Sunday 21 July 2019

'We want The Tick to resonate in 20 years the way Buffy does now' - Buffy writer David Fury on new superhero show

Amazon Prime's new superhero comedy series lands August 25

Griffin Newman and Peter Serafinowicz at The Tick. Amazon's new series kicks off on August 25
Griffin Newman and Peter Serafinowicz at The Tick. Amazon's new series kicks off on August 25
Aoife Kelly

Aoife Kelly

It has been 20 years since Buffy the Vampire Slayer first his our TV screens and one of its writers, David Fury, is hoping his new show The Tick channels the same winning combo of pathos and comedy.

Fury wrote episodes for Joss Whedon's cult hit Buffy from the second season, eventually becoming co-executive producer by season six, and twenty years later he's hugely proud of its legacy.

"People always come up to me," he tells  "I get a lot of fan mail.  I get people contacting me from all over the world and the most gratifying ones for me are the ones coming from young women, or even older women, who tell me they were going through difficult times in their lives and the work I was doing under Joss pulled them out from the brink and kind of helped them through those rough times.  They felt inspired by a female superhero who had friends and yet had flaws and had to be forgiven for them."

Michelle Trachtenberg as Dawn with Sarah Michelle Gellar in Buffy The Vampire Slayer

His latest project is a re-imaging of The Tick which seen previous incarnations as an animtaed series, comic book, and a short-lived live action series in the early 2000s.  This time around it stars Peter Serafinowicz as the weird and wonderful Tick with Griffin Newman as his unwilling sidekick Arthur.  David hopes it channels some of the same vibe as Buffy.

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Griffin Newman and Peter Serafinowicz at The Tick. Amazon's new series kicks off on August 25

"Arthur and his sister go through a lot as people do and they suffer the loss of their father, so there’s a lot of pathos in there," he says.  "I think of it very much like a Mutant Enemy [Whedon's production company] show very much like Buffy.  We really want it to resonate in the same way that Buffy does 20 years from now."

After Buffy Fury worked on the spin-off Angel before taking a trip down the drama route, writing for shows including 24, Homeland, and Lost.

He continues, "Buffy was the most, I have to say, the most special time in my entire career and this is actually the second.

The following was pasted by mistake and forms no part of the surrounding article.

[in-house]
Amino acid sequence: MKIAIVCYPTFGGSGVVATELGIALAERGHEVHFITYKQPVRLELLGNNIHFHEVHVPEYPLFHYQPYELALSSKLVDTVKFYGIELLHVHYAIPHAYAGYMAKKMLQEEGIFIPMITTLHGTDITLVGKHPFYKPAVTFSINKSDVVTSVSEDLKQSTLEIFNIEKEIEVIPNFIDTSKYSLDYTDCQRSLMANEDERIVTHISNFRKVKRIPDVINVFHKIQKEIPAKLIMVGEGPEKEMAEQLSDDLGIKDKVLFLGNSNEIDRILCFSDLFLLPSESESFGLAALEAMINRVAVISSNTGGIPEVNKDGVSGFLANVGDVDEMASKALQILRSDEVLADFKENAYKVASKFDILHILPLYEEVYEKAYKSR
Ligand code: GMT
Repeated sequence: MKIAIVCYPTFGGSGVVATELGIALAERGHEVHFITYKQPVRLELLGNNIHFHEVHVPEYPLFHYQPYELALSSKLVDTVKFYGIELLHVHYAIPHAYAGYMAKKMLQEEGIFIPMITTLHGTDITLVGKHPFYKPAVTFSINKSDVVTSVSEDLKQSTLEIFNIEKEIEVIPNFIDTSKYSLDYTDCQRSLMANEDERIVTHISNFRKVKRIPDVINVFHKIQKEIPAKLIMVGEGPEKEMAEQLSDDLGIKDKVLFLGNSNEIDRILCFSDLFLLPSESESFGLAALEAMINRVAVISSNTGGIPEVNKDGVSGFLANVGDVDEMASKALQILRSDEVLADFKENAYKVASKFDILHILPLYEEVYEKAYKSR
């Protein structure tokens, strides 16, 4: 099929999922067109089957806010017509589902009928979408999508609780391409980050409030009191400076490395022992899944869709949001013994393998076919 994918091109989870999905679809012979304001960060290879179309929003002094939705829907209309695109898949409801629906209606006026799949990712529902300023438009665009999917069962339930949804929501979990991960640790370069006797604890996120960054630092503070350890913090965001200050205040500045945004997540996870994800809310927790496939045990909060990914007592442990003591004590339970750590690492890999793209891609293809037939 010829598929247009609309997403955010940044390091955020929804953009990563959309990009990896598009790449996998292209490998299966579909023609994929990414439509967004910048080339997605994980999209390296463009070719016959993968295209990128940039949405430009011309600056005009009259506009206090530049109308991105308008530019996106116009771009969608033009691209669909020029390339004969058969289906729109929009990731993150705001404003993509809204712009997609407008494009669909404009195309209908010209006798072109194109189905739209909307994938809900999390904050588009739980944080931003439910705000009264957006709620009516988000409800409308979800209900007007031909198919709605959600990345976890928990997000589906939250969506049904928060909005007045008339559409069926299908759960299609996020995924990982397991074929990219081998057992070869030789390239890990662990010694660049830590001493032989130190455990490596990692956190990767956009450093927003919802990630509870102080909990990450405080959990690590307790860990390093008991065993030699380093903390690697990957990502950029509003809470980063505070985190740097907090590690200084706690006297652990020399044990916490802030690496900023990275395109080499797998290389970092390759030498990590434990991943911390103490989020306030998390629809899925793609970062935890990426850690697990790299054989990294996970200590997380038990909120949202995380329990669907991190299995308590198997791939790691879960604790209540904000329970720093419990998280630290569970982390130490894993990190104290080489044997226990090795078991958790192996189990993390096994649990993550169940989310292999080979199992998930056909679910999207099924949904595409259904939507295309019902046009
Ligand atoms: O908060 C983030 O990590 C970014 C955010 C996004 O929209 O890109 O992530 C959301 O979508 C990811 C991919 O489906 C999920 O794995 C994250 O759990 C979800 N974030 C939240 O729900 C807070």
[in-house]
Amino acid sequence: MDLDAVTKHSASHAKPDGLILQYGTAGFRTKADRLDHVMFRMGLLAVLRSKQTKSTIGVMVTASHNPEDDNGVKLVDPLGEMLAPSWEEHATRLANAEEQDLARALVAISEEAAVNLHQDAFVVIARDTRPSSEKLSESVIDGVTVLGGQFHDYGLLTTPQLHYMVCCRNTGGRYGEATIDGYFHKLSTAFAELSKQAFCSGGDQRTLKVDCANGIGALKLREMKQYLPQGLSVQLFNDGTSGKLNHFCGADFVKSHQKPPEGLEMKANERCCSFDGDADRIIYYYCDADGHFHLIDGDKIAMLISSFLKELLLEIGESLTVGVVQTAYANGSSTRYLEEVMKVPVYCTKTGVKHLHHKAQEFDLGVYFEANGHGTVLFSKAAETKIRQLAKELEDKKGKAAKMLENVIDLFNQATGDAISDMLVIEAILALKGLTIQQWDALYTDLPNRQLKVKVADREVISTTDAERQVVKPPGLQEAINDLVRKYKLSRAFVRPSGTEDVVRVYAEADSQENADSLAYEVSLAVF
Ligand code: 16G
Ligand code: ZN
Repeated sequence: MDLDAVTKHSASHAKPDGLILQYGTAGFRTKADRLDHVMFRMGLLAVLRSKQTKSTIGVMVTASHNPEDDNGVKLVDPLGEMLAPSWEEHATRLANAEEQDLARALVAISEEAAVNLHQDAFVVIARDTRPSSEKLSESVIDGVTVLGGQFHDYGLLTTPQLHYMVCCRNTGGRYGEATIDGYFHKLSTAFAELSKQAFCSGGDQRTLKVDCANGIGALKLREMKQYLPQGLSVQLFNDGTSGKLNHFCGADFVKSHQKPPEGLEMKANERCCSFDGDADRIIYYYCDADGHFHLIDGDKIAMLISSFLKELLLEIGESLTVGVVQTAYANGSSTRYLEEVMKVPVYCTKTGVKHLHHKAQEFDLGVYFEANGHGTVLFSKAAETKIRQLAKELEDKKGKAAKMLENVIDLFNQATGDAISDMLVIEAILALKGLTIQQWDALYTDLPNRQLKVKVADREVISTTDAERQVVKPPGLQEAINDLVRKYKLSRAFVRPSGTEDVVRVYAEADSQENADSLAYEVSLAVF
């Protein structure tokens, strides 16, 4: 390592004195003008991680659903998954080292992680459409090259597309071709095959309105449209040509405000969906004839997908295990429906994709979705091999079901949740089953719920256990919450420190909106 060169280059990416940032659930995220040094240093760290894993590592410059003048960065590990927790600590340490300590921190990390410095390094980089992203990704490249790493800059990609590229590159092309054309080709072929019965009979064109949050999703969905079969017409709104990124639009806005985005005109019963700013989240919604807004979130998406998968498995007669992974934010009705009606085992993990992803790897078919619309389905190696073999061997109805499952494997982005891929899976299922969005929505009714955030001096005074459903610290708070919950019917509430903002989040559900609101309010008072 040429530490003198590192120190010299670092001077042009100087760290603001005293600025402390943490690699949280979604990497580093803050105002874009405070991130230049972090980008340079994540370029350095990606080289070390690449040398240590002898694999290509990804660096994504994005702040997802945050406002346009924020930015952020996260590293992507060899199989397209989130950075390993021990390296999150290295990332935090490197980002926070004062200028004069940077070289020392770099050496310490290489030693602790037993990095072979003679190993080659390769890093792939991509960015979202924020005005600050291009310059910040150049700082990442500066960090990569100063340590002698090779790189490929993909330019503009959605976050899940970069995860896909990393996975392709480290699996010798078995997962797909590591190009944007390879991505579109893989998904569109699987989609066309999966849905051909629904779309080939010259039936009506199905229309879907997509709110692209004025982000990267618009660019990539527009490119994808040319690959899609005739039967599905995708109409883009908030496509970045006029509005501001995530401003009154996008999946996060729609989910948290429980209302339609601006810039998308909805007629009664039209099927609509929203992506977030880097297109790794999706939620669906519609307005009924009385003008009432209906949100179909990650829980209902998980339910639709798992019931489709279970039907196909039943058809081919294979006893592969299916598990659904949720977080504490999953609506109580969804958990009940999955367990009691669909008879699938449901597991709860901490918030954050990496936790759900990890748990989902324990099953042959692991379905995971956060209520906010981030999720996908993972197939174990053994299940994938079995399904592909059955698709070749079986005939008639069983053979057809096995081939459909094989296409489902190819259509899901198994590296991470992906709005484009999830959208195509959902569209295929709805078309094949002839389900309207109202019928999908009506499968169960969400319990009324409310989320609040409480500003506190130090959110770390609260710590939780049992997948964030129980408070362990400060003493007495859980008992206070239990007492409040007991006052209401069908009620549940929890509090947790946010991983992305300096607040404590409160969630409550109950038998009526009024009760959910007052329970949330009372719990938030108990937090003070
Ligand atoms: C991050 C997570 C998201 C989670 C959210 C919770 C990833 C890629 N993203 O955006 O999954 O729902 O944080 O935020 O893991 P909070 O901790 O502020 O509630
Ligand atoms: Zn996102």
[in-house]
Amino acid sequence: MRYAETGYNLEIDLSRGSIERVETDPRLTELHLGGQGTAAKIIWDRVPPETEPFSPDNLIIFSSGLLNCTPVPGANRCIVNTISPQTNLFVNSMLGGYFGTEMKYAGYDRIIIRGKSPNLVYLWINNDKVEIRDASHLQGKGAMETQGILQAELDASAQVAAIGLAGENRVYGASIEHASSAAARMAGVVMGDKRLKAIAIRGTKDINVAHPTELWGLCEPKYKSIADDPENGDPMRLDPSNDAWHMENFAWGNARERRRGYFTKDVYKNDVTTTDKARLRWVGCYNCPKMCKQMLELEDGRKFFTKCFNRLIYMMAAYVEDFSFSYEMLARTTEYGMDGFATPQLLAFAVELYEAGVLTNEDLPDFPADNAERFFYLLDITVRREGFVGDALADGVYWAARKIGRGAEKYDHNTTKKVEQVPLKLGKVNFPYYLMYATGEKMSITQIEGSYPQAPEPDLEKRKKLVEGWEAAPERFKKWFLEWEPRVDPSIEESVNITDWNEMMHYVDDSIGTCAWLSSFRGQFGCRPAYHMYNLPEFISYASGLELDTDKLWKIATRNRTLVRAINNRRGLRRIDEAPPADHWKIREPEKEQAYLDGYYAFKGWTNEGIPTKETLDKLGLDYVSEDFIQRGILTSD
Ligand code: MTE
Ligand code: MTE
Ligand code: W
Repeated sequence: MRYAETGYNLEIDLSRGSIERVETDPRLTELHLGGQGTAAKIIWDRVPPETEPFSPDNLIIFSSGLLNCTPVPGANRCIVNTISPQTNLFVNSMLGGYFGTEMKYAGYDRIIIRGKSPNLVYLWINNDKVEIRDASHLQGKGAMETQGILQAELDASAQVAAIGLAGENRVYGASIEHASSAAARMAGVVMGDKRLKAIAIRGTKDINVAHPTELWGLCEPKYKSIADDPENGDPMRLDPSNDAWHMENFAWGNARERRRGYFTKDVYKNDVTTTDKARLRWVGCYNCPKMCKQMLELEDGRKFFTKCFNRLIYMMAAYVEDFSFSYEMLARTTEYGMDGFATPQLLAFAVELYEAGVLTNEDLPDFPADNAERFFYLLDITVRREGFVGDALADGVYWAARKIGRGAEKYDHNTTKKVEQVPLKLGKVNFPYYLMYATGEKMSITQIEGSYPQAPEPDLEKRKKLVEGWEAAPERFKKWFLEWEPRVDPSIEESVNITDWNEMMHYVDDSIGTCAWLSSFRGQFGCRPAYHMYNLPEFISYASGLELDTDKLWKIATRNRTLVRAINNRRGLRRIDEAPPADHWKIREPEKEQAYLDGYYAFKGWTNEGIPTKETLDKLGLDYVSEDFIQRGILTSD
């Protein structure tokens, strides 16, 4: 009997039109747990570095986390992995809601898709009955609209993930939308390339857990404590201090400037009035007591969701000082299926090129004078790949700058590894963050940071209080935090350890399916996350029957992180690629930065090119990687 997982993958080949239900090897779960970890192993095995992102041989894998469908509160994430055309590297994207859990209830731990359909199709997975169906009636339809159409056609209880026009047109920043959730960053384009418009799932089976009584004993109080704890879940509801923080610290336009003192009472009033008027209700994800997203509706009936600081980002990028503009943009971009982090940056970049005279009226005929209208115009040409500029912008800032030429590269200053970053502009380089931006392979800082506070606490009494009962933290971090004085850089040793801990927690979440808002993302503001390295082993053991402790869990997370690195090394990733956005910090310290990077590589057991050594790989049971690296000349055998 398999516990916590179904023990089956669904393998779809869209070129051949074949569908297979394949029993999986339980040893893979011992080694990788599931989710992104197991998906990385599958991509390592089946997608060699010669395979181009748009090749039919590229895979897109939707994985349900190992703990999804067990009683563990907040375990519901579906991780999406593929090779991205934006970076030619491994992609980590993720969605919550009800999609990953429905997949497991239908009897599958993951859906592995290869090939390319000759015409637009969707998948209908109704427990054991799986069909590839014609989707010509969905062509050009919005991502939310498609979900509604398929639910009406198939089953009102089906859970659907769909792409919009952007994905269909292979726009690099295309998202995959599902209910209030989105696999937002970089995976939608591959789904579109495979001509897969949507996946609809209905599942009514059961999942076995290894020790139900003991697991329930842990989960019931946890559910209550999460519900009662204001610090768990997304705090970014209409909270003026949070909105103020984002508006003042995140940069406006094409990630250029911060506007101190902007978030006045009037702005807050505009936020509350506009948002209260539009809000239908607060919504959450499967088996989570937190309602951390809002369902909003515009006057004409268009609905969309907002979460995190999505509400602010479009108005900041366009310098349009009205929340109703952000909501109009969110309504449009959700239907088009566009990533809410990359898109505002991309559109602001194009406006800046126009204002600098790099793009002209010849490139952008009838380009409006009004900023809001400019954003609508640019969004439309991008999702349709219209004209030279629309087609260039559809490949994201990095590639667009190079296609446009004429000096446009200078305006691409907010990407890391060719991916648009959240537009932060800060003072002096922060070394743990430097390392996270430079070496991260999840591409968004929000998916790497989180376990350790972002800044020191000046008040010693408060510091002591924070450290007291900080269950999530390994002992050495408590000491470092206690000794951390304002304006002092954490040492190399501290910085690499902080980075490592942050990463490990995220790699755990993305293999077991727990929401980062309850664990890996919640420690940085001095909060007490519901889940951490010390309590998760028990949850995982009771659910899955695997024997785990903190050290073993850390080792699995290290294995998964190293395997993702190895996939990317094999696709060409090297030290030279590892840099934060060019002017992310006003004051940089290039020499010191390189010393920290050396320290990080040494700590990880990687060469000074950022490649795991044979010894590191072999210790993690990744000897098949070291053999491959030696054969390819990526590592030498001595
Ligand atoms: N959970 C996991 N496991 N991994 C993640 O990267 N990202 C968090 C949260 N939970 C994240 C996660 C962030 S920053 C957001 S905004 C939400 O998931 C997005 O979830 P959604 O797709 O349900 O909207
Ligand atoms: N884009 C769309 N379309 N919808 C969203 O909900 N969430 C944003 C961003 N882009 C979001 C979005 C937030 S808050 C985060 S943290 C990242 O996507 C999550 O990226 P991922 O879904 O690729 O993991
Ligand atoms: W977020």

"I’m proud of the work I got to do on Lost and 24 and those other shows but I never felt the love like I do now for a show because [The Tick] plays to a lot of the things I love.  I love genre and superheroes and comedy and I love meta humour and all these things are things I haven’t been able to express. 

"To be able to play in a similar kind of playground so many years later now is amazing."

The Tick debuts on Amazon on August 25 after a "phenomenal" reception at ComicCon- even from fans of the original series who have been somewhat skeptical about this new one with its new cast and new tone despite the fact Fury worked with the character's original creator Ben Edlund.

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The original THE TICK with Ron Perlman, Patrick Warburton © Columbia TriStar

"There is definitely a large fan base, a cult fan base for all the versions of The Tick that have come before, the animated series, the comic book and the live action series in the early 2000s," reveals David.

"Some of them have been sceptical, asking is Patrick Warburton in it, and we say 'no but he’s producing' and they get very suspicious but everyone I know who has expressed that concern about the new version have seen it and are excited about it. 

"Those nine episodes of the old show will always exist but this is a whole new version, a completely tonally new version, not just funny but grounded in more of a real world, grounded emotionally.  There's tragedy in this, there are stakes - people can die - and that has never been the case in earlier incarnations of The Tick.  We’re treating the world much more seriously while still being funny."